In addition, the performance of our louvres has been verified through independent testing to EN 13030, which allows customers to identify the best solution to suit their needs and specify it with confidence.*
For more detailed information, please read on or visit Architectural Louvres
Vertical design means these louvres are particularly good at collecting and draining rainwater before it can enter the building and cause any damage to expensive equipment. However, exceptional rain defence capability is just part of the performance story of our vertical louvre range.
The most important function of louvres is to let air in and out of a building as efficiently as possible. The three models in our vertical range have been rated as having Good to Excellent airflow – RSV-5700 has Class 3, RS-5900 Class 2, and RS-5605 Class 1 (Class 1 being the best possible).
Louvres need to deliver the required aesthetic while at the same time performing a specific function. As part of the building façade, it is important they don’t detract from the overall design. In fact, they often enhance it.
Vertical blade appearance may suit the building better than the more traditional horizontal one. In addition, depending on the design intent, vertical louvres can be supplied with visible mullions to line up with the other façade elements or, for a more uniform appearance over a larger area, an invisible joint detail linking multiple units.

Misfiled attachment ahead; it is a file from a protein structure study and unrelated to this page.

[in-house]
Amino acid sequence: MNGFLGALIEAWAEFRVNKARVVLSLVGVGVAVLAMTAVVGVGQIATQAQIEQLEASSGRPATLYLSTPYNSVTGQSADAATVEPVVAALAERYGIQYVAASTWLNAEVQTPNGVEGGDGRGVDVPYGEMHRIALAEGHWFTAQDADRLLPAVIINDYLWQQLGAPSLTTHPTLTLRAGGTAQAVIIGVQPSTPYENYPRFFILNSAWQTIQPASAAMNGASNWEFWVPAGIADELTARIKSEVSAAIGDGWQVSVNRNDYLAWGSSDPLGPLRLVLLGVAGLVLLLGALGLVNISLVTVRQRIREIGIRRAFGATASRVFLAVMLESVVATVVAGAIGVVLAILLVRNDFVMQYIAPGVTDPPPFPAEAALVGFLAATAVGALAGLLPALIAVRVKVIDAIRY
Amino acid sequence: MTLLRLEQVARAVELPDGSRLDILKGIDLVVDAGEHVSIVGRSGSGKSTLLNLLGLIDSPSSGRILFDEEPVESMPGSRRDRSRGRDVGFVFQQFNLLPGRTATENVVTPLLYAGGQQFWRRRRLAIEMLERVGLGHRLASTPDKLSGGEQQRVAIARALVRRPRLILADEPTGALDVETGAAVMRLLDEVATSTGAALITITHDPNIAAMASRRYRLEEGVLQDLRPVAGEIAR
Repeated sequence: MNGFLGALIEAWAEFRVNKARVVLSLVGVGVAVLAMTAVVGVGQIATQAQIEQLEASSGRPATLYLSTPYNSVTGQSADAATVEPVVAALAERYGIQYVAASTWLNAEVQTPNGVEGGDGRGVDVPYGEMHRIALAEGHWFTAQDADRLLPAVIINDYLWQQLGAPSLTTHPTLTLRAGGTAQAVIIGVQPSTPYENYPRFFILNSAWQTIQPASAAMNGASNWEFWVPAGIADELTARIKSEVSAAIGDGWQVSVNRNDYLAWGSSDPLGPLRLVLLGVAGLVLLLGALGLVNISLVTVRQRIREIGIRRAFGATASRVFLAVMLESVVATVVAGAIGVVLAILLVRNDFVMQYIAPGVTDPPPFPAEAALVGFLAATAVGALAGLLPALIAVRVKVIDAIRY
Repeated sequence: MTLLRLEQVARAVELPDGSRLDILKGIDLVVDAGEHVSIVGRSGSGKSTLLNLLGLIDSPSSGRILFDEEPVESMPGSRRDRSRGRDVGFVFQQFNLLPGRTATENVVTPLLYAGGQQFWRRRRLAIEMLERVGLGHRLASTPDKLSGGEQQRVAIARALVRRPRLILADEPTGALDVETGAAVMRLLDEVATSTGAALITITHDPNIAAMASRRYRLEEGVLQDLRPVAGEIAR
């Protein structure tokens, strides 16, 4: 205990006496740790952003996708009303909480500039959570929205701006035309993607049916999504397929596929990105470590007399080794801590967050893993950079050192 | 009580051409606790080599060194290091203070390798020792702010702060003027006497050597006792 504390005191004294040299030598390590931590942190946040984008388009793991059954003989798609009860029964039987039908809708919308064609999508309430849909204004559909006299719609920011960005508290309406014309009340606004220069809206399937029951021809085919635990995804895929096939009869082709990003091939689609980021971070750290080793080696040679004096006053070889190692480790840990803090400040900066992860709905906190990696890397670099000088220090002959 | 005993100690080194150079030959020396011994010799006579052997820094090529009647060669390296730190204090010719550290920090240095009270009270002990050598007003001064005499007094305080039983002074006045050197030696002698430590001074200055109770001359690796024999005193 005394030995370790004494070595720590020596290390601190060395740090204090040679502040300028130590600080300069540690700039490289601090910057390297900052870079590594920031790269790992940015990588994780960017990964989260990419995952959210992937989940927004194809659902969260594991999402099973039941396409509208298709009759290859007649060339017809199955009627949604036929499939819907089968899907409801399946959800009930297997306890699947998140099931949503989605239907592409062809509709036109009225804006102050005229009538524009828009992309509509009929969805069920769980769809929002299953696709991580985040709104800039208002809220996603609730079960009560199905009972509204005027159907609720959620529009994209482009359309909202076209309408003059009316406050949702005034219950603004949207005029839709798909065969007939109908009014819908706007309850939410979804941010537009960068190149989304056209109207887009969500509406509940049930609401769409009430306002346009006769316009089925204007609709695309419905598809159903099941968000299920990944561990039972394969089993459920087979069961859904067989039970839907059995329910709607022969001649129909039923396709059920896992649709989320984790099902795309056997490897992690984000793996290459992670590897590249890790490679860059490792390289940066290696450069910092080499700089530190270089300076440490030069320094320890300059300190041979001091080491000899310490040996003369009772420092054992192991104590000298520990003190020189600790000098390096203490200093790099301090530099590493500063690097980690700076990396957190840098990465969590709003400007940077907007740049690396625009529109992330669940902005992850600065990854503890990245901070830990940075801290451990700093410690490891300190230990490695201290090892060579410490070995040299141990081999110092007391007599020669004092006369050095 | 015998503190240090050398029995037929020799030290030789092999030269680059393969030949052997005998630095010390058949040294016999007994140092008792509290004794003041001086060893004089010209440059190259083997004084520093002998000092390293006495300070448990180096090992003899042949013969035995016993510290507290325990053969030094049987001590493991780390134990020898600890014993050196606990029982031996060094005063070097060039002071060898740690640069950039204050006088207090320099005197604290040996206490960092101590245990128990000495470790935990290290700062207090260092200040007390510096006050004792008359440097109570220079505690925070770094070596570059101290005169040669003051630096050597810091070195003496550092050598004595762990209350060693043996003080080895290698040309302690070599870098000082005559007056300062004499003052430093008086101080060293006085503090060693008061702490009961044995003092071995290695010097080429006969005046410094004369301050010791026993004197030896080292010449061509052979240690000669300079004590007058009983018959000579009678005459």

Installation and integration
Regardless of model, all the units in our vertical rain defence range are available with a standard frame, allowing them to be fitted into prepared openings or fixed to secondary supporting steel structures. If preferred, they can be supplied with an optional glazing frame to fit directly into the curtain walling.
Modular construction means they are quick to fit and even more efficient in operation.
Cost vs core area requirements
We work closely with customers to develop the best solution for their particular needs, but as a rule of thumb, the better the airflow class, the less of a louvre is required to allow the same amount of air through.
When it comes to our vertical rain defence louvres, this means that although, for example, the RS-5605 is a more expensive model than the RSV-5700, it has better airflow efficiency, so fewer units may be needed to achieve the same volumetric flow rate. See below example:
Calculationg Louvre Area
For a given Volumetric Flow of 30m3/s, max. pressure drop of 25Pa and Aerodynamic Free Area of 4.7m2, the following core area* is required:
Ce = 0.287
Core Area* Required = 16.36m2
Ce = 0.342
Core Area* Required = 13.73m2
Ce = 0.466
Core Area* Required = 10.08m2
*Core area excludes louvre frame
For more information...
From drizzle to downpours, showers to storms, our range of vertical rain defence louvres will keep your internal air flowing and your building operating safely.
For more information on each model, please visit Architectural Louvres or click on the individual models below:
*In testing to EN 13030 (the European standard for verifying rain defence and airflow performance), vertical models have been proven to be particularly effective in minimising ingress of wind-driven rain.